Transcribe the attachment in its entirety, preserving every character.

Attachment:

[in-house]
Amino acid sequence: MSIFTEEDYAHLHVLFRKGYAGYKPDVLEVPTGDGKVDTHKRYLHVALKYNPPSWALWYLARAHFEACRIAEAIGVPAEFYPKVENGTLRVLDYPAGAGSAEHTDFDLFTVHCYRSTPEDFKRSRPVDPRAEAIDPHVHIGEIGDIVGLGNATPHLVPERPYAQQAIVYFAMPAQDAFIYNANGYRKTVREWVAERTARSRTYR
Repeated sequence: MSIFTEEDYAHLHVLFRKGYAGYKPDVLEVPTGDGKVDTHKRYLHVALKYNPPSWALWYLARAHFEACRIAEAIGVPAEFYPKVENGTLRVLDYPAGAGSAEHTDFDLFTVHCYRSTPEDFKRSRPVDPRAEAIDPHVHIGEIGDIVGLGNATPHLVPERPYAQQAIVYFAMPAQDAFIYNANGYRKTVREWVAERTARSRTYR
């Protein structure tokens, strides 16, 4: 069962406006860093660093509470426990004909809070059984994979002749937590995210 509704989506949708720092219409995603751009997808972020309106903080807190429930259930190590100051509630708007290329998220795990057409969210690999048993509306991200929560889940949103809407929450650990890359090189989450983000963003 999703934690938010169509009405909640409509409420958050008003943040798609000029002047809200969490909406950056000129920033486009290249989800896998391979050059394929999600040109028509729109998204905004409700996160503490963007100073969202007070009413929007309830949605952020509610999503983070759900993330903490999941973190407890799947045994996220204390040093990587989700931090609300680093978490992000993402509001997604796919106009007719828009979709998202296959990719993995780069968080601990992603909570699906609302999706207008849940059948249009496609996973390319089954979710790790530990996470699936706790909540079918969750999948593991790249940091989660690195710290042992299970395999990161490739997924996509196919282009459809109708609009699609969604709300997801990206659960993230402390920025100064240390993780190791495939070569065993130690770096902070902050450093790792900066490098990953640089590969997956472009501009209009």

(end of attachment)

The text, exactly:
[in-house]
Amino acid sequence: MSIFTEEDYAHLHVLFRKGYAGYKPDVLEVPTGDGKVDTHKRYLHVALKYNPPSWALWYLARAHFEACRIAEAIGVPAEFYPKVENGTLRVLDYPAGAGSAEHTDFDLFTVHCYRSTPEDFKRSRPVDPRAEAIDPHVHIGEIGDIVGLGNATPHLVPERPYAQQAIVYFAMPAQDAFIYNANGYRKTVREWVAERTARSRTYR
Repeated sequence: MSIFTEEDYAHLHVLFRKGYAGYKPDVLEVPTGDGKVDTHKRYLHVALKYNPPSWALWYLARAHFEACRIAEAIGVPAEFYPKVENGTLRVLDYPAGAGSAEHTDFDLFTVHCYRSTPEDFKRSRPVDPRAEAIDPHVHIGEIGDIVGLGNATPHLVPERPYAQQAIVYFAMPAQDAFIYNANGYRKTVREWVAERTARSRTYR
């Protein structure tokens, strides 16, 4: 069962406006860093660093509470426990004909809070059984994979002749937590995210 509704989506949708720092219409995603751009997808972020309106903080807190429930259930190590100051509630708007290329998220795990057409969210690999048993509306991200929560889940949103809407929450650990890359090189989450983000963003 999703934690938010169509009405909640409509409420958050008003943040798609000029002047809200969490909406950056000129920033486009290249989800896998391979050059394929999600040109028509729109998204905004409700996160503490963007100073969202007070009413929007309830949605952020509610999503983070759900993330903490999941973190407890799947045994996220204390040093990587989700931090609300680093978490992000993402509001997604796919106009007719828009979709998202296959990719993995780069968080601990992603909570699906609302999706207008849940059948249009496609996973390319089954979710790790530990996470699936706790909540079918969750999948593991790249940091989660690195710290042992299970395999990161490739997924996509196919282009459809109708609009699609969604709300997801990206659960993230402390920025100064240390993780190791495939070569065993130690770096902070902050450093790792900066490098990953640089590969997956472009501009209009």